EDIT: Oops! I've since learned that the cider line is called 1911. I'll do full corrections soon, but consider this a placeholder.

I've not really reviewed Beak and Skiff ciders nearly as much as I should have, especially since they are relatively local. So, I'm working on that. Beak and Skiff is the cider branch of a local company, 1911 Spirits, that makes ciders, wines, and spirits, many from apples. I've met a few folks from Beak and Skiff/1911, and without fail they have been lovely, friendly, and helpful. You can read about their history and product on their website: SITE They'll be opening their new facilities this summer in Lafayette, New York. They're expanding after 13 years of cider production. Like many long-time cider-makers, Beak and Skiff pre-date the wave of popularity cider is currently experiencing, but they are benefitting from it significantly.

Beak and Skiff does have a tasting room in Lafayette, New York open seven days a week. I plan to make up this summer before the relative insanity of apple season. You can find out about it and about all of their products on their website: http://www.1911spirits.com/ciders.html.

Looking to Beak and Skiff's website, all I could find about this cider was this description: "An old favorite updated for the 21st Century, with a pleasant crisp hint of apple flavor." Not very useful I'm afraid. From a different website reporting on the activities at 1911 and Beak and Skiff, I was able to find just a bit more information: "A sparkling aromatic cider with flavors and aromas of freshly picked apples." All sources cite the ABV

Here's my confession for the post. I forgot to take pictures when sampling this cider. I do have my written notes on its appearance, so I've found a stand in that looks very much like the Somerset Original, but I don't want to perform any sleight of hand on this blog, so I'm just sharing that fact before posting a representative picture.





Appearance: deep color, brilliant, some bubbles

This is a very lovely cider in the glass. The Somerset looks absolutely brilliant in clarity. I can see a fair number of bubble immediately after pouring the cider, but they do not linger.

Aromas: Overripe apples, apple sauce, musty dust, minerals

Wow, the scents are immediate for the Somerset Cider. Overripe apples just jump out at me. I can detect minerals and dust commingled, which is often the case. The home-cooked apple sauce smell makes me wonder if there are any Northern Spy in this cider. That apple and that smell just go together.

Sweetness: candied, sweet

This cider tastes sweet like candy. I'm not always a fan of this particular variant of sweetness, I prefer really raw fresh fruit sweetness, but the richness and depth of more caramel and candy notes do have their appeal. Lots of folks who enjoy the fall spice palette, brown sugar, caramel, and dolce de leche flavors will enjoy that about it.

Flavors and drinking experience: very French in style

What makes this French like in style are the sweetness and yeast hints that make up so much of its flavors. It does taste cleaner than most french ciders. You won't get any farmy notes from Beak and Skiff's Somerset cider. It is very approachable and easy to drink, with just a lovely level of carbonation.

I'd recommend this cider with a mushrooms and a deeply roasty wild rice salad. Or in terms of activities this is the perfect cider to add a bit of sweetness to the otherwise often traumatizing experience of watching Game of Thrones.  : ) Generally, anytime you have the room and inclination for something a bit rich and dark and sweet, Beak and Skiff's Somerset Original Cider will do the job nicely.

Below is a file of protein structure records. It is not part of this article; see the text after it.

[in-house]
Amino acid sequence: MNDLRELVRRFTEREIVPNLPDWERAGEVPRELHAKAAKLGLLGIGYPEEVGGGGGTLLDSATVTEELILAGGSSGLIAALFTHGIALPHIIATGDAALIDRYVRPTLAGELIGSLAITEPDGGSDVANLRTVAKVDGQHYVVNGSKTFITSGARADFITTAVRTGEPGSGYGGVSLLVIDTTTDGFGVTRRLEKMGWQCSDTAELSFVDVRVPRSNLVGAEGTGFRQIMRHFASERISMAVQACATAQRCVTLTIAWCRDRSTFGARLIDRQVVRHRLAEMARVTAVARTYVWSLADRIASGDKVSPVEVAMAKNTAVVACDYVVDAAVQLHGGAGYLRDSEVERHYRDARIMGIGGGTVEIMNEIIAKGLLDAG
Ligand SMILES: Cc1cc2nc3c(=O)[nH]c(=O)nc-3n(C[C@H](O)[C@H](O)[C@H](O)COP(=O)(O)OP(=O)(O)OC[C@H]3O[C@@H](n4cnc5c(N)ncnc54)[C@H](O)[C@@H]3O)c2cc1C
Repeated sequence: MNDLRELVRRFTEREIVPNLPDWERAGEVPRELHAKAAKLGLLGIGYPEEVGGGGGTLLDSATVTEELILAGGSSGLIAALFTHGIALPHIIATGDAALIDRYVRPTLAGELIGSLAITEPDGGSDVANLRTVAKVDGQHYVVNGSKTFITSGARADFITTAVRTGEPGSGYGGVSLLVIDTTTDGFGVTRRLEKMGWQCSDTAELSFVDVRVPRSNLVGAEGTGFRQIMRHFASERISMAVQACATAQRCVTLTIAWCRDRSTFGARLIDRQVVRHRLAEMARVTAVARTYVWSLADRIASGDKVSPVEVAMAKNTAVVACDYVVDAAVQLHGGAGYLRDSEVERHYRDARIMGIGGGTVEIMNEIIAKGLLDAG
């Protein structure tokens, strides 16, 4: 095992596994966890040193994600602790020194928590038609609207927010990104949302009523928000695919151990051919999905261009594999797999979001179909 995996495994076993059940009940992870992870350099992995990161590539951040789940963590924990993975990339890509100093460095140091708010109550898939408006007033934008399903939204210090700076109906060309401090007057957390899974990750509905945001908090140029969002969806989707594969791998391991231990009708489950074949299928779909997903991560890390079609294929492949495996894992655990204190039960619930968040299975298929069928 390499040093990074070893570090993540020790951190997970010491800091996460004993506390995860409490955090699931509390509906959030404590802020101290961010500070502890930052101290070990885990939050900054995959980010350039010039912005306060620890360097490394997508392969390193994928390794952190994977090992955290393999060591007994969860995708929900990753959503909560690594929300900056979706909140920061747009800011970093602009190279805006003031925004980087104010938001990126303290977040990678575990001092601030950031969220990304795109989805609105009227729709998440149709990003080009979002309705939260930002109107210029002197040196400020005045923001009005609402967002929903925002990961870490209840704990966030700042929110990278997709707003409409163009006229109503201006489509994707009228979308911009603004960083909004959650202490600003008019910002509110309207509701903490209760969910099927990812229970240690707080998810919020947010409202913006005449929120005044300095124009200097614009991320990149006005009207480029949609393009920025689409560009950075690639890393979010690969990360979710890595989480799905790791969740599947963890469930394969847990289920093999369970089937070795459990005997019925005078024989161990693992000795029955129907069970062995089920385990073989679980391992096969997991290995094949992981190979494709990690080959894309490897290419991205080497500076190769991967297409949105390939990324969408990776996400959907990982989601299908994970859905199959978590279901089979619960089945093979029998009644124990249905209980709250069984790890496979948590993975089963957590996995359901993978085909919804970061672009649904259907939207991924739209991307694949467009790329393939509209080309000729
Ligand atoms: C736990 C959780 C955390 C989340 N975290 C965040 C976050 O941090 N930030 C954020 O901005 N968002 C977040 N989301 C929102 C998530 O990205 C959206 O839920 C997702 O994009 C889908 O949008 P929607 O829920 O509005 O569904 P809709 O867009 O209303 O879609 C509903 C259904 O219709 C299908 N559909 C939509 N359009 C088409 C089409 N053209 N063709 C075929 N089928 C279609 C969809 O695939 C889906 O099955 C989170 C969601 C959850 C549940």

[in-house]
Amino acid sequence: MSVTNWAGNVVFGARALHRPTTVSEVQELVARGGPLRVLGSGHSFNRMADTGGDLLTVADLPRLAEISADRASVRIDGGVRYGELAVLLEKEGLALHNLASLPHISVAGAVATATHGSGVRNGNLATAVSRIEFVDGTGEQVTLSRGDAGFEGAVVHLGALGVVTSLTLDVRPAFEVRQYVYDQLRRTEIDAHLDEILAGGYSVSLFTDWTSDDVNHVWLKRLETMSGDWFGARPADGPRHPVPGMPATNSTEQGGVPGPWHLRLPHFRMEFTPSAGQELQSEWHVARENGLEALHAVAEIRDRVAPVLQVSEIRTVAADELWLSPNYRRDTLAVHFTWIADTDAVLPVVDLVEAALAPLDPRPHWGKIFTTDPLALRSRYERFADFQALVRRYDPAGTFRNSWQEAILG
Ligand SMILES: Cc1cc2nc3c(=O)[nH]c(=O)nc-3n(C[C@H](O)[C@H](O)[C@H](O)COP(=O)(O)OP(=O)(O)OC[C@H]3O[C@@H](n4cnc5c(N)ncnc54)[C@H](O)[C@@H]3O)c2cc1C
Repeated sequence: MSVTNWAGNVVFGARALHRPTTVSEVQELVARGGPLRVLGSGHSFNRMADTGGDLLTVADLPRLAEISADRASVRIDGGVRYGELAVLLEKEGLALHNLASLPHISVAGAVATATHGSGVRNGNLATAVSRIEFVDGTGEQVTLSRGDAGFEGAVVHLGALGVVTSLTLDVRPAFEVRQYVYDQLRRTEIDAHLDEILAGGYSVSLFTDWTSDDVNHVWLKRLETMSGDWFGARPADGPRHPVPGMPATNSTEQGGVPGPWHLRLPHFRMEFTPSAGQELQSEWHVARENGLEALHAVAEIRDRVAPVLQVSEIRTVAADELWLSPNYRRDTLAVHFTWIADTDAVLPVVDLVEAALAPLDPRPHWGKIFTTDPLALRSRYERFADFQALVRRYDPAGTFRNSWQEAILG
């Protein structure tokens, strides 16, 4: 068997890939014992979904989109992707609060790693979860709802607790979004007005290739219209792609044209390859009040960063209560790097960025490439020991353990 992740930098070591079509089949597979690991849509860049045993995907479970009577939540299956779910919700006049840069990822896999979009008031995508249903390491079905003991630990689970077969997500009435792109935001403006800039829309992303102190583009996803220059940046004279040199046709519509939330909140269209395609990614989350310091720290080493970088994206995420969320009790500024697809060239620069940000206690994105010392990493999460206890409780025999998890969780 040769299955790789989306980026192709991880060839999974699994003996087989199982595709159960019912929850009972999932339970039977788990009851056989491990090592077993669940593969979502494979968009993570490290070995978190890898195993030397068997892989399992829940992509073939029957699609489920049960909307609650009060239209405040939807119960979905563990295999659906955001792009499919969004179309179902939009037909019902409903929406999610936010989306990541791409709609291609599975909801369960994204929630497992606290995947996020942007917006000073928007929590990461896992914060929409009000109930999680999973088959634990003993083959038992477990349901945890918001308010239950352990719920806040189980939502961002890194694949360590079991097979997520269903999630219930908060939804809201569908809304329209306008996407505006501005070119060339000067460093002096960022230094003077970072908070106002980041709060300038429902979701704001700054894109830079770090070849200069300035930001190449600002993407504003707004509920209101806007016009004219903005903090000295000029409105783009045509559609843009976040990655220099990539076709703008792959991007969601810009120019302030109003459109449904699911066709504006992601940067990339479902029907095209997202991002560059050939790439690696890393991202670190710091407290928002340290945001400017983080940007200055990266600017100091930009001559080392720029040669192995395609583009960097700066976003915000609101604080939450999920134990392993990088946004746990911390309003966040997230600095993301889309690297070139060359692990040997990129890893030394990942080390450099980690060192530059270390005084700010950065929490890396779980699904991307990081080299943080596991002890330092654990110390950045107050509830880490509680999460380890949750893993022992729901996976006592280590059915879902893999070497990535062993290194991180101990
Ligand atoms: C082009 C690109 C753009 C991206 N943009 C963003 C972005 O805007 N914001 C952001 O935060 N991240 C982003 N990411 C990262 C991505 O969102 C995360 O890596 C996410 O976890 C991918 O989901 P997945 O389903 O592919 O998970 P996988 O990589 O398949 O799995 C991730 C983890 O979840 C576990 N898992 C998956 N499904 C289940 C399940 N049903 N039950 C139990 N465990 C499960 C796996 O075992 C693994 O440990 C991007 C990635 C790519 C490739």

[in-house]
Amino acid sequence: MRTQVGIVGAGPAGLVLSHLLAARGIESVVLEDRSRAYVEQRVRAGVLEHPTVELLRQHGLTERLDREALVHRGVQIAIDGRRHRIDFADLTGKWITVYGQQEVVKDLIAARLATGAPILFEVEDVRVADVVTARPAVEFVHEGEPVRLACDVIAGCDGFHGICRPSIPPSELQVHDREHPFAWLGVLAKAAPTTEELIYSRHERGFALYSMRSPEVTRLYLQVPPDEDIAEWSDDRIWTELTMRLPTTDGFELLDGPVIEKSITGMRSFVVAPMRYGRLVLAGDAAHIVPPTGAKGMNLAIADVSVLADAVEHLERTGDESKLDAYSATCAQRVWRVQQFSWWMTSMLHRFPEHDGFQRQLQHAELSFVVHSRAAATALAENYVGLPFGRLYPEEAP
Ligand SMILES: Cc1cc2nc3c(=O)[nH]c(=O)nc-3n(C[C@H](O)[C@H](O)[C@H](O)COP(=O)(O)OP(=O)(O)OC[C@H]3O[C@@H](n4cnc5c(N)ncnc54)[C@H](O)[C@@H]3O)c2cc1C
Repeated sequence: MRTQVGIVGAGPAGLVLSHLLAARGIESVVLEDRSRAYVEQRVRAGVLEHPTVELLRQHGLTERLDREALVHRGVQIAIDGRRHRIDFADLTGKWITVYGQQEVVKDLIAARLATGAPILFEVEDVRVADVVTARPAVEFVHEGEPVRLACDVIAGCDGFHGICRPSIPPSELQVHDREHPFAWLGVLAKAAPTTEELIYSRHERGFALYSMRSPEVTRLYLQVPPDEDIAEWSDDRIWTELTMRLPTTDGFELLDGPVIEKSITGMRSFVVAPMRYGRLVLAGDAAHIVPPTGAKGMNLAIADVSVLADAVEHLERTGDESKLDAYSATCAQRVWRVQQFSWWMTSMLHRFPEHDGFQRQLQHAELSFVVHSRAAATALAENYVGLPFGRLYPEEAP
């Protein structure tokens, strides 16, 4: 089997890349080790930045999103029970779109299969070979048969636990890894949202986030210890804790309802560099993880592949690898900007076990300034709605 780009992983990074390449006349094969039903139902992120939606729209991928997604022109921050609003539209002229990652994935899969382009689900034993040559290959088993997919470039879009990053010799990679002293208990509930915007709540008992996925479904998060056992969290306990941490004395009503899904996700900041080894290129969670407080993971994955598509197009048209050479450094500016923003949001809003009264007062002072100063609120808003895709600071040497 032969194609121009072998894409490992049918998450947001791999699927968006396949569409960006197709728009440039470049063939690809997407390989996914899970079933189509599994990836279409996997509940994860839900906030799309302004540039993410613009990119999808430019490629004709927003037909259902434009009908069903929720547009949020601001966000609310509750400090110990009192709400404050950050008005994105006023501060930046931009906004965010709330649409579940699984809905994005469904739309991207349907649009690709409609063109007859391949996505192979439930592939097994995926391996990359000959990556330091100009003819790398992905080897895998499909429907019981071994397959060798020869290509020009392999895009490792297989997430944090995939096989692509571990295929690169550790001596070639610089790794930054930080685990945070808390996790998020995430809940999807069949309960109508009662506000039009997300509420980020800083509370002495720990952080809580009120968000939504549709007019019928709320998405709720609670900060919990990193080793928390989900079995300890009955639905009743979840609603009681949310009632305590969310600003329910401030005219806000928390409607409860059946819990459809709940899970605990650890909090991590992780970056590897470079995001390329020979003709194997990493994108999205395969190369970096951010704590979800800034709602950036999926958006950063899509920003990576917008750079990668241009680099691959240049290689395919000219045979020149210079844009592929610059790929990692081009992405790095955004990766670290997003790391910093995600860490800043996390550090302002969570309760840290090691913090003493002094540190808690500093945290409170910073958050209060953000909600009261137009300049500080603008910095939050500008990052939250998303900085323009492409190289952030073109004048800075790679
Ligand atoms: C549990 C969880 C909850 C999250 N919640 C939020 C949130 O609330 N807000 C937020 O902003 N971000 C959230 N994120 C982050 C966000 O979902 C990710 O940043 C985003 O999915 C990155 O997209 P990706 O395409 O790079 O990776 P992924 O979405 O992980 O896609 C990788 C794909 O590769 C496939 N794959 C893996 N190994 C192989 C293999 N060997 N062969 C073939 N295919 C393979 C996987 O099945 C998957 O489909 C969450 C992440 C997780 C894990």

And by way of apology for the missin' photos, here's one of my cat Cabot emerging from a pile of blankets, surprised that the world still exists after his epic nap.

Monday, June 2, 2014

Cider Review: Uncle John's Cider Draught Apple Cider

 
I know that summer in the Northern Hemisphere doesn't technically begin until the summer solstice, but walking around in bright sunny 84 degree days sure feels like summer! So, for Along Came a Cider, summer is here. And I'm celebrating by reviewing one of my very first canned ciders.

I've been completely curious about these for a long time because glass isn't convenient for traveling or permitted everywhere that I'd like to to enjoy cider. When I got my wonderful box of ciders from Uncle John's, I started looking forward immediately to the perfect weather for hard cider in a can. That day has now come.

Before getting into my review, just in case some readers did not see my previous review of a cider from Uncle John's, here's a link to my review of the American 150: http://alongcameacider.blogspot.com/2014/04/uncle-johns-cider-american-150.html

You can also find out tons more about this Michigan cidery, winery, and distillery at the website: http://www.fruithousewinery.com/

This is what Uncle John's Fruit House Winery says about their own Hard Apple Cider: "Full-flavored, crisp and refreshing with just the right amount of carbonation. Its award-winning flavor comes from apples grown just steps from our winery." I had my 6.5% ABV cider in a 16 ounce can, but the same cider is also available in bottles or on tap.


Appearance: Brilliant, light straw, plenty of visible bubbles.

Though I consumed most of my cider from the can, I did pour a bit in a glass so I could get a look at it. This draught cider pours with an airy mousse, but it vanishes without a trace. Mostly though, I just drank this out of the big green and silver and black can.

Aromas: dust, stones, minerality, fresh apple

Lots of dust and stone. Some fresh apple aroma. I could smell some light minerality. Uncle John's Draught Apple Cider does not offer up a ton of smell even when poured from the can into a more wide-mouthed container.

Dryness: Semi-sweet

Fruit and dried fruit flavors give character to the sweetness. It is definitely more on the tart and acidic end though, so I imagine many cider drinkers would perceive this as more dry than I do.

Flavors and Drinking experience: fresh apples, oranges, citrus

This cider tastes like beautiful blend of apple and sweet citrus. It has really big mouthfeel, with a lingering finish. I love how zingy and tangy and tart it is. All of this makes for some supremely easy drinking, which is absolutely required of a canned cider in my opinion.  One caveat, perhaps also related to my first canned cider experience. This cider is very burpy.  Its plentitude of carbonation was very pleasant with my tomato basil quinoa salad, but provided plenty of burps.

Mostly though what stands out to me is how much I enjoy the orange-tinged citrus flavors. I wanted a summer cider and this is a perfect summer cider. Enjoy it on picnics, hikes, or just hanging out on the porch.